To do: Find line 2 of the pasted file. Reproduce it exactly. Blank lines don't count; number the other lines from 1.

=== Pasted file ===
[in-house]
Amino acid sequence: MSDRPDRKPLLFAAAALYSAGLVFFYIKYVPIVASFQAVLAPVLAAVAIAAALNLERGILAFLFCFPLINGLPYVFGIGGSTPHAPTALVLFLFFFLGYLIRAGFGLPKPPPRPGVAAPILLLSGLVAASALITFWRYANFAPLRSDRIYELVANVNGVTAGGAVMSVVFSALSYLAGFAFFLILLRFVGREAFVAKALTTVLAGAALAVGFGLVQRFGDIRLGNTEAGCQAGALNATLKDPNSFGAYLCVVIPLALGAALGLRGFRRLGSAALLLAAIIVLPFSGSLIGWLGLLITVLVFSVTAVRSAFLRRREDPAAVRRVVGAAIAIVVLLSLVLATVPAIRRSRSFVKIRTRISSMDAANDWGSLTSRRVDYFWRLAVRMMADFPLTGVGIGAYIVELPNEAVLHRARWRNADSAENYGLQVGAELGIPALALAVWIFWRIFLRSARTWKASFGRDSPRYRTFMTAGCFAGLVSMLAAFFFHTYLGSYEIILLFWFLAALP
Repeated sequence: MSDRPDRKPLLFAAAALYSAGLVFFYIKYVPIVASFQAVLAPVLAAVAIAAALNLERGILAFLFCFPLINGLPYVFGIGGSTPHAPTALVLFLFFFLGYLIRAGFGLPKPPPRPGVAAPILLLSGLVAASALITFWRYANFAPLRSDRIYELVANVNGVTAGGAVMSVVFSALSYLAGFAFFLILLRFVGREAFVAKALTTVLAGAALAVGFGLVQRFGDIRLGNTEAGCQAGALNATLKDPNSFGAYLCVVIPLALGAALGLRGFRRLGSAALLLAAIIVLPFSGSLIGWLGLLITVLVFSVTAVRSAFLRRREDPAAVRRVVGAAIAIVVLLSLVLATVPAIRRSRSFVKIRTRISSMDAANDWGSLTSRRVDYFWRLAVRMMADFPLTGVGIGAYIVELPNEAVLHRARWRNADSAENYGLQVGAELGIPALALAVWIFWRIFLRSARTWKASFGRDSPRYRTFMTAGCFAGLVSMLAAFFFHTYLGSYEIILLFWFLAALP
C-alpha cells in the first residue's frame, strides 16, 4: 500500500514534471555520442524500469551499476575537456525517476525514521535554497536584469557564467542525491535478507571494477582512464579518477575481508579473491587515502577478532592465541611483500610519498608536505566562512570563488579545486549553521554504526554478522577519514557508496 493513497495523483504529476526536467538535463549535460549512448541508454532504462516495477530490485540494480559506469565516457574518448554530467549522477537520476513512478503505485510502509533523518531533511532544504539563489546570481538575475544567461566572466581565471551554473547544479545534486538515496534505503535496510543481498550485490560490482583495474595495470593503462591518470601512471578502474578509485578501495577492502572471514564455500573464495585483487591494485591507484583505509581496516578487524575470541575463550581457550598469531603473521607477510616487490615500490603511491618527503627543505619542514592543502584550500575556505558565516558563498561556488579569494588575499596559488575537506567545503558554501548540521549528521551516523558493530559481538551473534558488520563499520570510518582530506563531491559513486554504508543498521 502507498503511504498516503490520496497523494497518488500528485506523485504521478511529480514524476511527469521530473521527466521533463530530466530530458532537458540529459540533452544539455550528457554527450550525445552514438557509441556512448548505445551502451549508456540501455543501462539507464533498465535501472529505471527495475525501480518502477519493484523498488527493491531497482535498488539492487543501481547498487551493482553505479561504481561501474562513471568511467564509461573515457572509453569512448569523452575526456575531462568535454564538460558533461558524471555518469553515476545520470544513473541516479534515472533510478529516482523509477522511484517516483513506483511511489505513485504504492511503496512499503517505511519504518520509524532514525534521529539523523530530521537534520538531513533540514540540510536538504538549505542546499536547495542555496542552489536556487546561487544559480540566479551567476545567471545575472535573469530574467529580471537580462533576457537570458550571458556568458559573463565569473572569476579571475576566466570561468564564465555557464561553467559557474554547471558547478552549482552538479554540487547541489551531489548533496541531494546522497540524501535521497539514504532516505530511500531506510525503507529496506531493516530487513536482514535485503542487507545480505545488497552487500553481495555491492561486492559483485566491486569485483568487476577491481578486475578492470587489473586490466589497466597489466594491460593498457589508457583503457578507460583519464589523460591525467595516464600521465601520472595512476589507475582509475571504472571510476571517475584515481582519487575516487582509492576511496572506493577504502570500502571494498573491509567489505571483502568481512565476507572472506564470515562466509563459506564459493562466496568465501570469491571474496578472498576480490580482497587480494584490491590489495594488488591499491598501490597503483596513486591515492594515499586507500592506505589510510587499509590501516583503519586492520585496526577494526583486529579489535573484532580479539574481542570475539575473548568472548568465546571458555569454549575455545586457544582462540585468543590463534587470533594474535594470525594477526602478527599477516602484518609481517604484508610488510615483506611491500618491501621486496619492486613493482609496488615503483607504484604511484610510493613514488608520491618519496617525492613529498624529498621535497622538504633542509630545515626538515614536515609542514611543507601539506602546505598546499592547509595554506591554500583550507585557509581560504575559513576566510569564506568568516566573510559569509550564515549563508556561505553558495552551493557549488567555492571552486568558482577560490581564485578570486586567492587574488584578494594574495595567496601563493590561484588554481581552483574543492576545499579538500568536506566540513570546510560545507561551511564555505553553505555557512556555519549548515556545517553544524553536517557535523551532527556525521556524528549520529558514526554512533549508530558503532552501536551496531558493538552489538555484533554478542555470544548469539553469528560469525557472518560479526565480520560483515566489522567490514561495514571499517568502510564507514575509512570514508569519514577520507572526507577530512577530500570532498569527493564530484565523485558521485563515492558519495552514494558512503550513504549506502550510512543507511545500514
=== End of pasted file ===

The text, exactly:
Amino acid sequence: MSDRPDRKPLLFAAAALYSAGLVFFYIKYVPIVASFQAVLAPVLAAVAIAAALNLERGILAFLFCFPLINGLPYVFGIGGSTPHAPTALVLFLFFFLGYLIRAGFGLPKPPPRPGVAAPILLLSGLVAASALITFWRYANFAPLRSDRIYELVANVNGVTAGGAVMSVVFSALSYLAGFAFFLILLRFVGREAFVAKALTTVLAGAALAVGFGLVQRFGDIRLGNTEAGCQAGALNATLKDPNSFGAYLCVVIPLALGAALGLRGFRRLGSAALLLAAIIVLPFSGSLIGWLGLLITVLVFSVTAVRSAFLRRREDPAAVRRVVGAAIAIVVLLSLVLATVPAIRRSRSFVKIRTRISSMDAANDWGSLTSRRVDYFWRLAVRMMADFPLTGVGIGAYIVELPNEAVLHRARWRNADSAENYGLQVGAELGIPALALAVWIFWRIFLRSARTWKASFGRDSPRYRTFMTAGCFAGLVSMLAAFFFHTYLGSYEIILLFWFLAALP